On Architecture

Talking the walk: Is Antiquer's Mall salvageable?
Published on Dec 8th, 2005
0 comments In a recent full-page advertisement in the Daily Progress, the new owners of the Riverside Mall, more popularly known as Antiquer's Mall, announced a "Stop, Shop, & Stroll Day." Under the...
Streetcar desire: Road rail our next big thing?
Published on Dec 1st, 2005
0 comments In Tennessee Williams' play A Streetcar Named Desire, the vehicle, like all good literary metaphors, is both real and a symbol. It brings the brutish Stanley Kowalski home with his slab of meat and...
Childless city: Seeing N'awlins as a phoenix
Published on Nov 24th, 2005
0 comments "Imagine a city without children," says New Orleans based architect Stephen Bingler, conjuring an image out of The Twilight Zone.  "Recently I drove around New Orleans for four hours," he says...
Court flair: Is it worth $2.7 million?
Published on Nov 17th, 2005
0 comments When it comes to revitalizing public places in Charlottesville, the standard set by the Downtown Mall raises the bar for every other project in town. In June, The Project for Public Spaces, a...
Rising Sun: Solar makes a comeback!
Published on Nov 10th, 2005
0 comments In the Hook's May 2005 cover story about Carter-era solar technology, we asked whether solar can make a "Cher-like comeback in Charlottesville, or is it doomed to loll in obscurity like the Captain...
Playing a-ground: When architects tackle a park
Published on Nov 3rd, 2005
0 comments If all goes according to plan, tiny McGuffey Park– on the corner of High and Second Street NW– is poised to become Charlottesville's first postmodern playground, a kind of "living...
Bor-ing: Architects blast UVA vision
Published on Oct 6th, 2005
0 comments Earlier this year, UVA parted company with the architectural firm working on the South Lawn project. Now, a scathing rebuke of the Board of Visitors for indulging in architectural "mediocrity" has...
Architecture Matters
Published on Sep 22nd, 2005
0 comments On September 12, architect Peter Eisenman delivered a speech at Cornell University entitled "Architecture Matters." If the current dust-up about Charlottesville's recent additions– the Pavilion...
Cruz control: How Katrina will reshape borders
Published on Sep 8th, 2005
0 comments Devastation in the Gulf Region and grander ideas about urban identity may seem like odd bedfellows­ but they are inextricably tied. The infrastructure of New Orleans, the focus of post-hurricane...
Dense debate: Rugby-Venable balks at controls
Published on Sep 2nd, 2005
0 comments Development and preservation have long been at odds. In the opening days of summer, Charlottesville's Board of Architectural Review (BAR) proposed that the Rugby Road, University Circle, and Venable...
Earth craft: The greening of 10th & Page
Published on Aug 25th, 2005
0 comments Driving down 10th Street, you may have noticed the new technicolor homes at the intersection of Page Street. They're covered in pumpkin, periwinkle, cranberry, and canary siding. But they're actually...
Pergola pandemic: Sticking foolishness to the wall
Published on Aug 18th, 2005
0 comments If it's good enough for the Medici family, it's good enough for Charlottesville. Or is it? The new Target and the new John Paul Jones Arena have both adopted the pergola as an iconic statement. But...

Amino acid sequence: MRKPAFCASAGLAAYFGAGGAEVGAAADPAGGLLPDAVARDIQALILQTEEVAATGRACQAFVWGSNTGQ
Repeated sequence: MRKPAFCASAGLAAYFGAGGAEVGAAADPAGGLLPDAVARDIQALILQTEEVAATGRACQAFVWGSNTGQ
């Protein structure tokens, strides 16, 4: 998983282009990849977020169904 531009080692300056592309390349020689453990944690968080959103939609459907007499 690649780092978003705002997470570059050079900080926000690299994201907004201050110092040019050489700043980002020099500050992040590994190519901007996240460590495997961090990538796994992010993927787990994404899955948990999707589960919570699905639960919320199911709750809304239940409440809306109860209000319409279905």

Pavilion patrimony: World's largest lobster trap
Published on Jul 28th, 2005
0 comments Charlottesville's new Pavilion is days away from officially opening. We will all marvel at the increased capacity, the sheer mass of canvas and truss, and the aching ballads of Loretta Lynn on July...
Prone to please: Habitat picks green affordability
Published on Jul 21st, 2005
0 comments The past two years have been uncertain for 18 families in the Sunrise Trailer Court. The 2.3-acre site located in lower Belmont, aka "Hogwaller," was for sale in a neighborhood known for ever-...
Pei's position: 'Naturalizer' champions change
Published on Jul 14th, 2005
0 comments The United States has been kind to I.M. Pei. He has completed 40 buildings in no less than 23 American cities, where they often occupy the most prominent locations. Pei's contributions to the...
Suburban incursion: Close, but no neighborhood
Published on Jul 7th, 2005
0 comments Architect Louis Kahn's famous aphorism about a brick wanting to be an arch was ignored by the creators of Walker Square. The new apartment complex on West Main Street is as rhythmic as an air-horn...
Tender subject: Would TJ order brick?
Published on Jun 30th, 2005
0 comments Sure, Chick-Fil-A tastes good, but the more local question is "Will it look good?" At the Architectural Review Board meeting June 20, a new Chick-Fil-A was unveiled to the county's tastemakers. For...
ON ARCHITECTURE- Western migration? 'Workforce' funds might slow the exodus
Published on Jan 1st, 2014
0 comments One of the cruel ironies of Charlottesville's booming real estate market over the last decade is that the people who keep the popular city humming−nurses, teachers, firefighters, police...
ON ARCHITECTURE- Re-sizing the dream: Big ideas about small houses
Published on Jan 1st, 2014
5 comments In our age of rising energy and housing costs– not to mention growing worries about the environment– people across the globe are not only going green, they're getting small. Real small....
ON ARCHITECTURE- BZA showdown: Felled tree, scorned neighbors
Published on Jan 1st, 2014
0 comments Not many folks would consider an evening with the Charlottesville Board of Zoning Appeals a hot date, but there could be some real fireworks at the October 21 session, as two of the year's most...